The hon. Member for West Belfast commenced his obserations by expressing surprise that this new clause should have been brought forward by one who ostensibly represents tenant farmers. It has been proposed by the Representative of an agricultural constituency, and opposed by an hon. Member for an urban constituency, and I think the House is entitled to believe that the hon. Member for South Deny is more entitled to speak for the tenant farmers than the hon. Member for West Belfast. I support the clause on behalf of the tenant farmers of South Tyrone. So far from the landlords approving of it, they are exceedingly anxious to get an entirely different thing. One of their Representatives has put a notice on the Paper as an amendment to the clause. During the whole time I have been in Parliament, I have never said or written one word hostile to the Purchase Commissioners. On the contrary, I have over and over again, in this House, before my constituents, and in newspapers and magazines, declared my belief that these gentlemen have carried out the experiment fairly well; but I have always held that if any large scheme of land purchase is to be placed before the country, it will be necessary to extend the machinery and quicken the pace, and that is exactly the position I take in regard to this clause. I say that the tenant farmers will not be willing to wait on the convenience of Messrs MacCarthy and Lynch; and unless the operation of the Bill is to be spread over 30 or 40 years, it will be absolutely necessary to extend the machinery and quicken its pace. I do not quite understand why the two Purchase Commissioners should have the extraordinary objection they seem to have to the assistance of the three Fair Rent Commissioners. Under the Act of 1885 they can, if required, be made Fair Rent Commissioners themselves by an Order in Council. The original Commissioners under the Act of 1881, who are now called Fair Rent Commissioners, were originally appointed to deal with purchase by right hon. Gentlemen sitting on the Bench below me. It is true that in 1885, when a larger measure was carried, the machinery for carrying out land purchase was extended, and two additional Commissioners specially appointed to deal with it. I now support the clause of my hon. Friend because a still larger measure has been introduced. We may be told that the Fair Rent Commissioners are in arrear to a colossal degree. I will call the attention of hon. Members to the latest figures in this respect. Since 1881 they have fixed over 300,000 rents. Up to the 31st of May, 1891, there were 5,766 notices of appeal pending; that, however, includes cross appeals, which amount to about 20 per cent. of the entire number; the actual appeals to be dealt with number, therefore, 4,600. Now, during last year, up to April 30, 1891, these Fair Rent Commissioners heard 3,912 appeals; but during two months of that time Mr. Justice Litton was ill, and no appeals could be heard. The 4,600 appeals, therefore, really represented only a year's work. Now, taking the figures of fair-rent cases at the end of April, 1890, there were outstanding 37,811 cases to be heard; at the end of April, 1891, there were only 21,000 cases outstanding; most of these had been inspected, and, as a matter of fact, there are only 6,590 fair rent cases unlisted at the present moment. Practically speaking, there is but one year's work before the Fair Rent Commission. That Commission has been made a permanent one; its members receive large salaries (£3,000 a year), and I maintain that it is reasonable that these Land Commissioners, upon whom the duty was originally cast by the Act of 1881, should be called in, their own work being nearly exhausted, to assist the Purchase Commissioners, whose work is about to begin. The hon. Member for West Belfast has had a good deal to say about I the way in which the Purchase Commissioners have done their work. I repeat I have never publicly said one word against them: but other people have. I do not want to weary the House by going into details. Here is a case from County Antrim. The sum involved was £350, the case has been pending for three years, and when it is finished the costs will add seriously to the amount of the purchase money. Yet titles on the same estate had been settled in previous cases. I have heard of numerous other cases in which expense and disappointment have been caused that both parties have regretted they ever went into the Court. Now I come to the question of appeals. I think that a good deal may be said about the necessity for having an appeal from the judgment of a single Purchase Commissioner and his valuer. In order to make land purchase go on prosperously, we must have a Court in which both the buyer and the seller have confidence. I am not arguing that Messrs. MacCarthy and Lynch would not command the confidence of both parties; I only want to establish the need of a Court of Appeal. And in doing so I will mention the case of the Sullivan Estate in County Cork. Mr. Sullivan, who was originally a butter merchant in Cork, purchased the estate in 1878 for £27,000, the rental then being £1,142. Some years subsequently, after the Commissioners had inspected the estate, the judicial rents were fixed at £852, the Government valuation standing at £541. Mr. Sullivan in one year paid to his tenants £2,000 for butter alone. When a sale was proposed the price agreed on between landlord and tenant was £8,785, reducing the judicial payment to £351 or £200 below the Government valuation. Surely that was an enormous reduction. But the case came before the Commission. A valuer was sent down from Cork, and on his Report the Commission declared that this annuity of £351 was too much, and that they would not sanction it unless it were reduced to £295. I am not affirming that the Commissioner was wrong; my point is that there must be confidence on the part of the seller as well as the buyer, and I have mentioned this case as one in which an appeal ought in fairness to have been possible. The only difference between hon. Members opposite and ourselves is that while we want justice, we also want to give the other side justice. But I have a much more serious case to bring under the attention of the House. I hold in my hand a correspondence which I very much regret to read. It is between Mr. John George MacCarthy, one of the Land Commissioners, and a representative of Lord Fermoy, whose estate was in the Court. The correspondence has been before Mr. Justice Monroe. Lord Fermoy some time ago sold an estate in the County of Cork. The transaction was sanctioned; the advance had been made, and the whole thing satisfactorily arranged, when Mr. Saunders, the Receiver under the Court on the estate, received the following letter from Mr. John George MacCarthy, who the House will remember, being a Purchase Commissioner, is a judicial person:—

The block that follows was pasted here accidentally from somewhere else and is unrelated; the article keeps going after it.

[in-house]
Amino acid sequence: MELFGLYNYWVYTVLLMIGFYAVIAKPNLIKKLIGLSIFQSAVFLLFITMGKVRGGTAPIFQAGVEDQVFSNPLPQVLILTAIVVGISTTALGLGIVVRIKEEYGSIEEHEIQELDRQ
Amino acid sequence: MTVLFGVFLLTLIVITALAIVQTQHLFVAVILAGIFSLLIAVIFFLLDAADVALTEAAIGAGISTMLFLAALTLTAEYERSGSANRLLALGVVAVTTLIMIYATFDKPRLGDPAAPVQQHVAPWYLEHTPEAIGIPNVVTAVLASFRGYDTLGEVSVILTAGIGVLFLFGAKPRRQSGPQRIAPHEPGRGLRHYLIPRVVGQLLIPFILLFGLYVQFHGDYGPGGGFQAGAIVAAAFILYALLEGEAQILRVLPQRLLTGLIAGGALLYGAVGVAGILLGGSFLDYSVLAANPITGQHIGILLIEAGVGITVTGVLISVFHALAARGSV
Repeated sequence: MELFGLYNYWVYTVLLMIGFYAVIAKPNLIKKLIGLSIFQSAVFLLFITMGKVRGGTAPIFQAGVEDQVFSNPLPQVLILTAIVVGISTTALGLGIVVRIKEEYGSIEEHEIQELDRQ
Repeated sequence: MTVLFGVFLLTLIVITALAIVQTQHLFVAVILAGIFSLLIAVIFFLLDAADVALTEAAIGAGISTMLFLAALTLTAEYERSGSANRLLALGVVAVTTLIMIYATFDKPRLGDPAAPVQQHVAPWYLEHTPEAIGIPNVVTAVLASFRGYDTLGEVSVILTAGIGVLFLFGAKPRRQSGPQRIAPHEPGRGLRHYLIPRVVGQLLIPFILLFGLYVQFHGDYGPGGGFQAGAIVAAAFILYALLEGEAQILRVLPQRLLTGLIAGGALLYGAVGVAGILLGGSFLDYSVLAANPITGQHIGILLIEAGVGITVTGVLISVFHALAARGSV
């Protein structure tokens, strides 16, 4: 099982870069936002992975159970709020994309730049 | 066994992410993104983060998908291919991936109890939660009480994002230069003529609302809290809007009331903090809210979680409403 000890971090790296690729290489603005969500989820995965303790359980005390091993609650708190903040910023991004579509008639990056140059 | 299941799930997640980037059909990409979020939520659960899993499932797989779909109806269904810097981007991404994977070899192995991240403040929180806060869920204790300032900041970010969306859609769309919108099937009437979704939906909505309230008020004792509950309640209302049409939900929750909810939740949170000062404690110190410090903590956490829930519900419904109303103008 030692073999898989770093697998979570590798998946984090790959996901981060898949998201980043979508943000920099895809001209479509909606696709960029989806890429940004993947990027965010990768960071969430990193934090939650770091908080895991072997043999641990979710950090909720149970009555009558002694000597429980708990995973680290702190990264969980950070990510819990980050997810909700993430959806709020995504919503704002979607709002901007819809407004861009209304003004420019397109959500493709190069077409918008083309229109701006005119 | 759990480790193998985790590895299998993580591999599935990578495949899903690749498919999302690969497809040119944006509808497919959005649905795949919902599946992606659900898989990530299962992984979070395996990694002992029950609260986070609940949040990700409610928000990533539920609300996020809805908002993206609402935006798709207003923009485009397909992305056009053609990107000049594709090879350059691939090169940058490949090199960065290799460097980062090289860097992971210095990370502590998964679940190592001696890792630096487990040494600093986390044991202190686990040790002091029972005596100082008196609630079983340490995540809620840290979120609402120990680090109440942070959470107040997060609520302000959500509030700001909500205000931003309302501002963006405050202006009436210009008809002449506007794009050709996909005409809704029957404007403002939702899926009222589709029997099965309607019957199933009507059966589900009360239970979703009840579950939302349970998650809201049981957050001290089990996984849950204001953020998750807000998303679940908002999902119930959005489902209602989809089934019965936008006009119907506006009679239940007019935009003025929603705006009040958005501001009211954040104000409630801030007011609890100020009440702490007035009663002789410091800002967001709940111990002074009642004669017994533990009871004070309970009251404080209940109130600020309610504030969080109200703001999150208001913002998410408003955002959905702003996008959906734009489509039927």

24, Upper Merrion Street, Dublin,